palletquilts in a box

 

 

 

 

 

 

 

 

 

 

 

 

 

 

 

 

 

 

 

 

 

Q: How does QProducts and Services look at packaging sustainability and how is it different from years past?

 

A: We, as most of the world, want and need to improve the environment. From the air we breathe to minimizing the consumption of our natural resources, these are the basic driving factors. We would be foolish to think that cost is not part of this equation. As a manufacturer of packaging solutions, we are always balancing cost effectiveness with sustainable solutions. In the past, there was an “either/or” approach to packaging sustainability. For example, either developing an elaborate re-use program or the more challenging recyclable program. Now, it’s a matter of being good stewards of the world around us and making packaging sustainability a priority.

 

 

Q: Let’s talk about recycling and what that means with materials.

 

A: These are both challenging areas that require innovation by manufacturers such as QProducts and Services and those involved in Cold Chain Council. Of course, there is no one best answer but rather a multifaceted approach to attack sustainability. We incorporate technology, innovation in materials, collaboration with our customers, maximizing truckload capacities by packaging, and finally, looking at preferable recyclable materials.

 

 

Q: Why do we need to rethink packaging in life sciences and healthcare?

 

A: We need to rethink packaging in life sciences and healthcare because our customers drive us too. Although I say this, we know well that it is our customer’s customers and that being a society as a whole drive us to continue our innovation.

 

 

Q: Why aren’t there mature sustainable solutions today?

 

A: There has been and continues to be an evolution in both materials and manufacturing processes. As an engineer, we balance cost and material characteristics with what fits into reasonable assembly processes to fit the strict criteria to protect temperature-sensitive commodities. As engineers, we are limited with what and how these come together into a finished solution. As you may expect, these limitations result in less sustainable solutions. We continuously research materials we use in our solutions that are low cost and high performing and fit into our manufacturing process. There are always innovations going on from raw material properties to how they are converted into shapes we use to build solutions for our customers.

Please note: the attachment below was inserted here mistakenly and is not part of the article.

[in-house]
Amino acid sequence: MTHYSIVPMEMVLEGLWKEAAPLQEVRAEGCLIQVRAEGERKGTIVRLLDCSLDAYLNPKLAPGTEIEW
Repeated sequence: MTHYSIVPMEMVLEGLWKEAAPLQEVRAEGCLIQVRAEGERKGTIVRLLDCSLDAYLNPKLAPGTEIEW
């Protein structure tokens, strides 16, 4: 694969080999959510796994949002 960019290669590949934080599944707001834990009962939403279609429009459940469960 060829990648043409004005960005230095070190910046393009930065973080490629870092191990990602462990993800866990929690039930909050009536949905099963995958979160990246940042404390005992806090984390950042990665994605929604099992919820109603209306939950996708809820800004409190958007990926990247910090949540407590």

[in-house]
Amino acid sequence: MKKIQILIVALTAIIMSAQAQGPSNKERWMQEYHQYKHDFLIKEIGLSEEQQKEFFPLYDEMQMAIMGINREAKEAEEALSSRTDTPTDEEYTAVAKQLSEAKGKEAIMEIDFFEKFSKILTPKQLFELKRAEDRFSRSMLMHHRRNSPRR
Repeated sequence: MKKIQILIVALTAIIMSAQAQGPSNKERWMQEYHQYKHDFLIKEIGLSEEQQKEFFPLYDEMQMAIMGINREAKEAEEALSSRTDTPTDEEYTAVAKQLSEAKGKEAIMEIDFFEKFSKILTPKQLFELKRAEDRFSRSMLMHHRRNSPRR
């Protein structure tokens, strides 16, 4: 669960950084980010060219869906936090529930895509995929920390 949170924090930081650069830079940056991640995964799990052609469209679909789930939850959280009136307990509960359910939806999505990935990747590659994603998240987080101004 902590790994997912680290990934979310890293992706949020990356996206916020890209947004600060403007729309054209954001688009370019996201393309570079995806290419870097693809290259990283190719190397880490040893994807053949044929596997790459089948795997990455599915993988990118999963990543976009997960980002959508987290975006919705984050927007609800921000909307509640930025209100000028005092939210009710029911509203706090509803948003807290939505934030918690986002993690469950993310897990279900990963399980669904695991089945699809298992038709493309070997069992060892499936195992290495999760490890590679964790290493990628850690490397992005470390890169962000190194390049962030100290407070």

A perfect example I can share with you are materials used in the residential construction and home goods industries that transitioned into the packaging industry. Historically, the fabrics were either too narrow or too expensive. As technologies improved in how fabrics are manufactured and converted into usable fabrics for temperature packaging solutions, engineers found these products usable in our manufacturing processes.

 

 

Q: What motivates you to rethink packaging in your supply chain?